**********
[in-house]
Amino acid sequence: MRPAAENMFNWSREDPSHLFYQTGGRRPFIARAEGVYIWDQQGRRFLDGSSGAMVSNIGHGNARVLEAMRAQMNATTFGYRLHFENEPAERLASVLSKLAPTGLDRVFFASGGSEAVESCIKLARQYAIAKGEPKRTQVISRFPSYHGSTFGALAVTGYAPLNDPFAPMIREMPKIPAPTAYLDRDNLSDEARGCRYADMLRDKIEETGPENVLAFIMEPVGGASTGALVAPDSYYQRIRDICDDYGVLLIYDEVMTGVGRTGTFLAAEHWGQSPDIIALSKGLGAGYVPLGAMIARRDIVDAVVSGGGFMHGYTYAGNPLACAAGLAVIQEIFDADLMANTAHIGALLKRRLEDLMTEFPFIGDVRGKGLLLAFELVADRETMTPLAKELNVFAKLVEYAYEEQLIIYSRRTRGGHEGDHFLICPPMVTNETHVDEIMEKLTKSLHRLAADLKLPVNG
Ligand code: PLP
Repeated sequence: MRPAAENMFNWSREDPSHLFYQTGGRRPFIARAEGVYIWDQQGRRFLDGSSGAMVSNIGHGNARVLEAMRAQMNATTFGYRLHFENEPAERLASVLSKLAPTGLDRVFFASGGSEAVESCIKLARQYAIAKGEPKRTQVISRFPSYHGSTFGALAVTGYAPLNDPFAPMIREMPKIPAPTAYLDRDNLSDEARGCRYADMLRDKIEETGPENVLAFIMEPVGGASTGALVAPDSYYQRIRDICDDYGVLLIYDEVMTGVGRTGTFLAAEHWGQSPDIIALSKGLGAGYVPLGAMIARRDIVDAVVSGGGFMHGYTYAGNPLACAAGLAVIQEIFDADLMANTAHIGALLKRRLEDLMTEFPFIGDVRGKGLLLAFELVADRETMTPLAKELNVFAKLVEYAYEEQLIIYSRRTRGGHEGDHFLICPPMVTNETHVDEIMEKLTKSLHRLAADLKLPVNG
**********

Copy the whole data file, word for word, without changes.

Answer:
[in-house]
Amino acid sequence: MRPAAENMFNWSREDPSHLFYQTGGRRPFIARAEGVYIWDQQGRRFLDGSSGAMVSNIGHGNARVLEAMRAQMNATTFGYRLHFENEPAERLASVLSKLAPTGLDRVFFASGGSEAVESCIKLARQYAIAKGEPKRTQVISRFPSYHGSTFGALAVTGYAPLNDPFAPMIREMPKIPAPTAYLDRDNLSDEARGCRYADMLRDKIEETGPENVLAFIMEPVGGASTGALVAPDSYYQRIRDICDDYGVLLIYDEVMTGVGRTGTFLAAEHWGQSPDIIALSKGLGAGYVPLGAMIARRDIVDAVVSGGGFMHGYTYAGNPLACAAGLAVIQEIFDADLMANTAHIGALLKRRLEDLMTEFPFIGDVRGKGLLLAFELVADRETMTPLAKELNVFAKLVEYAYEEQLIIYSRRTRGGHEGDHFLICPPMVTNETHVDEIMEKLTKSLHRLAADLKLPVNG
Ligand code: PLP
Repeated sequence: MRPAAENMFNWSREDPSHLFYQTGGRRPFIARAEGVYIWDQQGRRFLDGSSGAMVSNIGHGNARVLEAMRAQMNATTFGYRLHFENEPAERLASVLSKLAPTGLDRVFFASGGSEAVESCIKLARQYAIAKGEPKRTQVISRFPSYHGSTFGALAVTGYAPLNDPFAPMIREMPKIPAPTAYLDRDNLSDEARGCRYADMLRDKIEETGPENVLAFIMEPVGGASTGALVAPDSYYQRIRDICDDYGVLLIYDEVMTGVGRTGTFLAAEHWGQSPDIIALSKGLGAGYVPLGAMIARRDIVDAVVSGGGFMHGYTYAGNPLACAAGLAVIQEIFDADLMANTAHIGALLKRRLEDLMTEFPFIGDVRGKGLLLAFELVADRETMTPLAKELNVFAKLVEYAYEEQLIIYSRRTRGGHEGDHFLICPPMVTNETHVDEIMEKLTKSLHRLAADLKLPVNG